经济进步的未来

华盛顿—关于经济增长的性质的争论进入了新阶段,这一变化虽然缓慢,但无可置疑。信服显得问题与近几十年来的争论问题大相径庭,我们可以从中感受到决定未来经济进步(以及经济政策)讨论的概念框架的变化。

第一个问题是关于未来经济增长潜在速度的,这一问题造成了经济学家之间的严重分歧。比如,西北大学的罗伯特·戈登(Robert Gordon)认为,从中期看,美国经济年人均增长达到0.5%就要谢天谢地了。另一些人——其中最认真的大概是丹尼·罗德里克(Dani Rodrik),对新兴经济体深感悲观。许多大牌分析家的共同假设是技术进步将会减速,包括与新兴和发展中国家关系最密切的赶超收益。

另一边是“新科技派”,他们认为我们正站在第四次工业革命的门口,这次工业革命的特征是真正的“智能机器”,它们将成为中低技能劳动力的近乎完美的替代品。这些“机器人”(其中一些以软件的面目出现)也可称为“物联网”(Internet of things),拜3D打印所赐,它们将在能源效率、交通(如自动驾驶汽车)、医疗和个性化大生产等领域极大地提高生产率。

To continue reading, please log in or enter your email address.

Registration is quick and easy and requires only your email address. If you already have an account with us, please log in. Or subscribe now for unlimited access.

required

Log in

http://prosyn.org/BcJluJh/zh;
  1. Television sets showing a news report on Xi Jinping's speech Anthony Wallace/Getty Images

    Empowering China’s New Miracle Workers

    China’s success in the next five years will depend largely on how well the government manages the tensions underlying its complex agenda. In particular, China’s leaders will need to balance a muscular Communist Party, setting standards and protecting the public interest, with an empowered market, driving the economy into the future.

  2. United States Supreme Court Hisham Ibrahim/Getty Images

    The Sovereignty that Really Matters

    The preference of some countries to isolate themselves within their borders is anachronistic and self-defeating, but it would be a serious mistake for others, fearing contagion, to respond by imposing strict isolation. Even in states that have succumbed to reductionist discourses, much of the population has not.

  3.  The price of Euro and US dollars Daniel Leal Olivas/Getty Images

    Resurrecting Creditor Adjustment

    When the Bretton Woods Agreement was hashed out in 1944, it was agreed that countries with current-account deficits should be able to limit temporarily purchases of goods from countries running surpluses. In the ensuing 73 years, the so-called "scarce-currency clause" has been largely forgotten; but it may be time to bring it back.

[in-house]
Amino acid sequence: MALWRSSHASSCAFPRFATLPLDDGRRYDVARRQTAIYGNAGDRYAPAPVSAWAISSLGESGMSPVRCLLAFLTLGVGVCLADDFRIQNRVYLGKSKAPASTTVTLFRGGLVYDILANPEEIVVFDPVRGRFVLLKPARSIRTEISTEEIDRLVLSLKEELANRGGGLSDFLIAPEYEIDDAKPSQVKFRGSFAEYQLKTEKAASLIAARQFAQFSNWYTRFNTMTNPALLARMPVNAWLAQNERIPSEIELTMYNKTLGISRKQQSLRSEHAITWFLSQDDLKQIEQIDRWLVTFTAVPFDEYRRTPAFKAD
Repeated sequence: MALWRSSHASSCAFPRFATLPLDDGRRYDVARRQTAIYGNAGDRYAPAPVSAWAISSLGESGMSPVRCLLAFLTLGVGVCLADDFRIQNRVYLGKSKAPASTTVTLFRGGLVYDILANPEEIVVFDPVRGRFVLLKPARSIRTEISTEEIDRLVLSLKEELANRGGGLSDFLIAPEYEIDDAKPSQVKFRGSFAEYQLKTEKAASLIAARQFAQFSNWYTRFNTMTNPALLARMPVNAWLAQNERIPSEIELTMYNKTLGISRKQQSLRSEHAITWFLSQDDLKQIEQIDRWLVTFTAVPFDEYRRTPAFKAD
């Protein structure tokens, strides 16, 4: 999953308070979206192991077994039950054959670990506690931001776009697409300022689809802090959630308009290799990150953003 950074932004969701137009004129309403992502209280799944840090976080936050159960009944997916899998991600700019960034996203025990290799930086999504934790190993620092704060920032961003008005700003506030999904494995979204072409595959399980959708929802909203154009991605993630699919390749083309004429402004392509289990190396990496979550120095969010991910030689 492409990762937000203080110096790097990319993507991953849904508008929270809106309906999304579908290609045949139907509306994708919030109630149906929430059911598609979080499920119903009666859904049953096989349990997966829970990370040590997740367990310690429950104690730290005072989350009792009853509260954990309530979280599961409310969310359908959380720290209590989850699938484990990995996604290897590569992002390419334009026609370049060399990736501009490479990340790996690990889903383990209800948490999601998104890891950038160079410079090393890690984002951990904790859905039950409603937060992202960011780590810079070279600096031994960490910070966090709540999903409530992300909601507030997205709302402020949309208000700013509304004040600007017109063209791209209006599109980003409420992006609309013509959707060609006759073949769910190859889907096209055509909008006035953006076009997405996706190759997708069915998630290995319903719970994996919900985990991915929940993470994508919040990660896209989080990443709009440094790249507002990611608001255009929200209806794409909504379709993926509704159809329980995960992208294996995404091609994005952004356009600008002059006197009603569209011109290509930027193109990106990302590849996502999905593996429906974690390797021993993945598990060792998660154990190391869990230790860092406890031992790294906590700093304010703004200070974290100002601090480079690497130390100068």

4. Leaders of the Russian Revolution in Red Square Keystone France/Getty Images

    Trump’s Republican Collaborators

    Republican leaders have a choice: they can either continue to collaborate with President Donald Trump, thereby courting disaster, or they can renounce him, finally putting their country’s democracy ahead of loyalty to their party tribe. They are hardly the first politicians to face such a decision.

  5. Angela Merkel, Theresa May and Emmanuel Macron John Thys/Getty Images

    How Money Could Unblock the Brexit Talks

    With talks on the UK's withdrawal from the EU stalled, negotiators should shift to the temporary “transition” Prime Minister Theresa May officially requested last month. Above all, the negotiators should focus immediately on the British budget contributions that will be required to make an orderly transition possible.

  6. Ksenia Sobchak Mladlen Antonov/Getty Images

    Is Vladimir Putin Losing His Grip?

    In recent decades, as President Vladimir Putin has entrenched his authority, Russia has seemed to be moving backward socially and economically. But while the Kremlin knows that it must reverse this trajectory, genuine reform would be incompatible with the kleptocratic character of Putin’s regime.

  7. Right-wing parties hold conference Thomas Lohnes/Getty Images

    Rage Against the Elites

    • With the advantage of hindsight, four recent books bring to bear diverse perspectives on the West’s current populist moment. 
    • Taken together, they help us to understand what that moment is and how it arrived, while reminding us that history is contingent, not inevitable


    Global Bookmark

    Distinguished thinkers review the world’s most important new books on politics, economics, and international affairs.

  8. Treasury Secretary Steven Mnuchin Bill Clark/Getty Images

    Don’t Bank on Bankruptcy for Banks

    As a part of their efforts to roll back the 2010 Dodd-Frank Act, congressional Republicans have approved a measure that would have courts, rather than regulators, oversee megabank bankruptcies. It is now up to the Trump administration to decide if it wants to set the stage for a repeat of the Lehman Brothers collapse in 2008.